A top U.S. State Department official said Wednesday that the pending release of a report that is expected to blame North Korea for the sinking of a South Korean warship in March raises a "very serious set of circumstances" for the region. The South Korean report is expected to be issued on Thursday only hours before U.S. Secretary of State Hillary Clinton leaves Washington on an Asia trip.
U.S. officials took part in the South Korean investigation of the sinking. They say they are aware of and that they support the findings of the inquiry.
They are limiting their public comments until the official release of the report on Thursday morning South Korea time. But they are making clear that the document will have serious implications.
Previewing Secretary of State Clinton's Asia trip, which begins on Thursday, Assistant Secretary of State for East Asian and Pacific Affairs Kurt Campbell called the sinking of the South Korean vessel, the Cheonan, tragic. He said the United States supports the Seoul government "unequivocally and strongly" in finding a way forward in the aftermath of the incident.
But Campbell was measured in his remarks about North Korea, saying Pyongyang should cease provocations and fulfill commitments it made five years ago to scrap its nuclear program.
"We are concerned by a number of steps that North Korea has taken that we consider to be provocative - nuclear tests, missile launches and other regional activities," said Kurt Campbell. "The United States still believes that North Korea must comply by its commitments that it made in 2005 to relinquish its nuclear pursuits. We are, however, facing a very serious set of circumstances in the coming days. And as I indicated, we will have more to say specifically about the tragic sinking of the Cheonan in the coming days."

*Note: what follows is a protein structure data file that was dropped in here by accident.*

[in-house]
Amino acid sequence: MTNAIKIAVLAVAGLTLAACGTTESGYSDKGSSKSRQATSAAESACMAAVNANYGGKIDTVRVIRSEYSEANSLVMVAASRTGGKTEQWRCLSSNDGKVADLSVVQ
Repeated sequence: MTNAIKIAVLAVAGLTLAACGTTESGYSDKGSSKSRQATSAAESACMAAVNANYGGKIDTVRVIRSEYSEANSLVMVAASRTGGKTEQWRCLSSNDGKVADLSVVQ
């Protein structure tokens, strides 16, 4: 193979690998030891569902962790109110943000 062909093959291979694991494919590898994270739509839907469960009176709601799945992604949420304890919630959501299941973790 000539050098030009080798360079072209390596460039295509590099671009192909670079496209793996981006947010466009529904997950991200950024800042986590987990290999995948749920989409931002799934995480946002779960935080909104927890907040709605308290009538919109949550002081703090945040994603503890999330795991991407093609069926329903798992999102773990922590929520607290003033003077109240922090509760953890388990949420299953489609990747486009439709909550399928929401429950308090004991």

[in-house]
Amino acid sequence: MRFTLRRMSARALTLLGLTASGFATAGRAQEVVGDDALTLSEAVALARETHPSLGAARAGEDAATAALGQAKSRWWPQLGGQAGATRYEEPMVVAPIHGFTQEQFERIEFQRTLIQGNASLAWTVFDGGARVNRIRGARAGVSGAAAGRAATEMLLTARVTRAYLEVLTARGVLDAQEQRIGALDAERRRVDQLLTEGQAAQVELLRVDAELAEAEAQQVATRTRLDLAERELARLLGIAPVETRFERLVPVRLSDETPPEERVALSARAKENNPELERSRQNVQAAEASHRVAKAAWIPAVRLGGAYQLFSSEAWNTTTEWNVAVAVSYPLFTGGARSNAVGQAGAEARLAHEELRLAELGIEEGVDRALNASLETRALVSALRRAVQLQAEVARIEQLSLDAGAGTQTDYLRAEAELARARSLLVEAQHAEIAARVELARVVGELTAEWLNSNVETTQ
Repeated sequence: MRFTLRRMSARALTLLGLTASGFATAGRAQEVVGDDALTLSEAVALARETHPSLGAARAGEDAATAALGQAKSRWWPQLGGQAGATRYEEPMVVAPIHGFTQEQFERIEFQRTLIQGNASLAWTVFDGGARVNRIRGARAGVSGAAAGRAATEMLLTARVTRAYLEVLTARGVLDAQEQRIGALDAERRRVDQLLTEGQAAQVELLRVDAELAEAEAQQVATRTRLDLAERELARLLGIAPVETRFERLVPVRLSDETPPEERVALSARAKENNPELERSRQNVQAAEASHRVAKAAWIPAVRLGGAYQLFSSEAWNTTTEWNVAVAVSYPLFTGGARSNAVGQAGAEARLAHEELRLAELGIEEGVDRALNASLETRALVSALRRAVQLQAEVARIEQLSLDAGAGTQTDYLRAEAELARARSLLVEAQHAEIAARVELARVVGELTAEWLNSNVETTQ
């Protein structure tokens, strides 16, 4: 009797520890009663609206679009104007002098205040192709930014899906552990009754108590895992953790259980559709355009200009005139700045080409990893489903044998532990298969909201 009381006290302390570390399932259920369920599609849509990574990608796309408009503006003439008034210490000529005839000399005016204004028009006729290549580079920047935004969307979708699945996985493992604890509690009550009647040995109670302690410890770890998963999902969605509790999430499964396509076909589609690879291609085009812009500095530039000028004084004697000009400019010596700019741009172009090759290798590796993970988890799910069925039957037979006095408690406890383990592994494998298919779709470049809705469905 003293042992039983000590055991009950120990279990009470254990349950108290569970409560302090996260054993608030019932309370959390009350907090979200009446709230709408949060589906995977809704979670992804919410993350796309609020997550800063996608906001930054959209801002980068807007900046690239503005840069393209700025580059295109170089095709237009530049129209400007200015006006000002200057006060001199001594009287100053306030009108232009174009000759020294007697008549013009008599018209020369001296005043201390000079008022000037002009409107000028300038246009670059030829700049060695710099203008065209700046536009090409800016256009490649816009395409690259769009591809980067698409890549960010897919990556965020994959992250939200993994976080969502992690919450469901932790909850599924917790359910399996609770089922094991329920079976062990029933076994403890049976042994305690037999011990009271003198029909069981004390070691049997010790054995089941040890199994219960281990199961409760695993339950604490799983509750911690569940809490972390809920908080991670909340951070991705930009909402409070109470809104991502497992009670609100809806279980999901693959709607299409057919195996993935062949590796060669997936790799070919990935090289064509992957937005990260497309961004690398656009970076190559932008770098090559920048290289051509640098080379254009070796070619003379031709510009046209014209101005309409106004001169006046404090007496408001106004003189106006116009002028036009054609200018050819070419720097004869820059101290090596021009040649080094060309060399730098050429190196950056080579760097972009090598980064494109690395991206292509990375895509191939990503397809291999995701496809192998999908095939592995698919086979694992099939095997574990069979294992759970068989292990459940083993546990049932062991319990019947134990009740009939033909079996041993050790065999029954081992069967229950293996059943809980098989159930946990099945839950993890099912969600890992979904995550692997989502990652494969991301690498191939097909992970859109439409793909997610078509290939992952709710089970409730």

Campbell said the sinking incident will be on the agenda on all three of Secretary Clinton's stops in Asia - Japan, China and South Korea. The political upheaval in Thailand and the drive for new sanctions on Iran because of its nuclear program are also expected to be discussed.
In China, after visiting the U.S. pavilion at the World Exposition in Shanghai, Clinton will lead an inter-agency delegation of more than 200 civilian and military officials to Beijing for the second meeting of the U.S.-China Strategic and Economic Dialogue.
The U.S. economic team will include Treasury Secretary Timothy Geithner and Federal Reserve Chairman Ben Bernanke. Their talks will focus on ways to sustain the global economic recovery and reduce the huge imbalance in bilateral trade favoring China.
The Obama administration has delayed a decision on whether to declare China a currency manipulator, as has been called for by members of Congress who say the Chinese currency, the yuan or renmimbi, is artificially undervalued to promote exports.
But the Treasury Department's senior coordinator for China affairs, David Loevinger, says U.S. concerns on the issue remain.
"I don't think there's been any change in Secretary Geithner's approach on the renmimbi," said David Loevinger. "We've been very clear with the Chinese that this remains a top priority. And I think what's happening in Europe reinforces the imperative that China move quickly to promote homegrown, consumption-led growth in its own economy."
Loevinger acknowledged anxiety by China, a major holder of U.S. government debt, about the size of the U.S. budget deficit.
He said the Obama administration is committed to bringing down the deficit and government debt to a "sustainable level," but that the United States will not do so until economic recovery is fully established. Loevinger said that approach is in the best interests of China and the United States.
Secretary Clinton goes first to Tokyo for talks on regional security issues, including the Japanese government's call for changes in a 2006 agreement on relocating some U.S. forces from Okinawa.
She stops in Seoul at the end of the mission next Wednesday for meetings likely to be dominated by the naval incident and efforts to get North Korea back to Chinese-sponsored nuclear negotiations.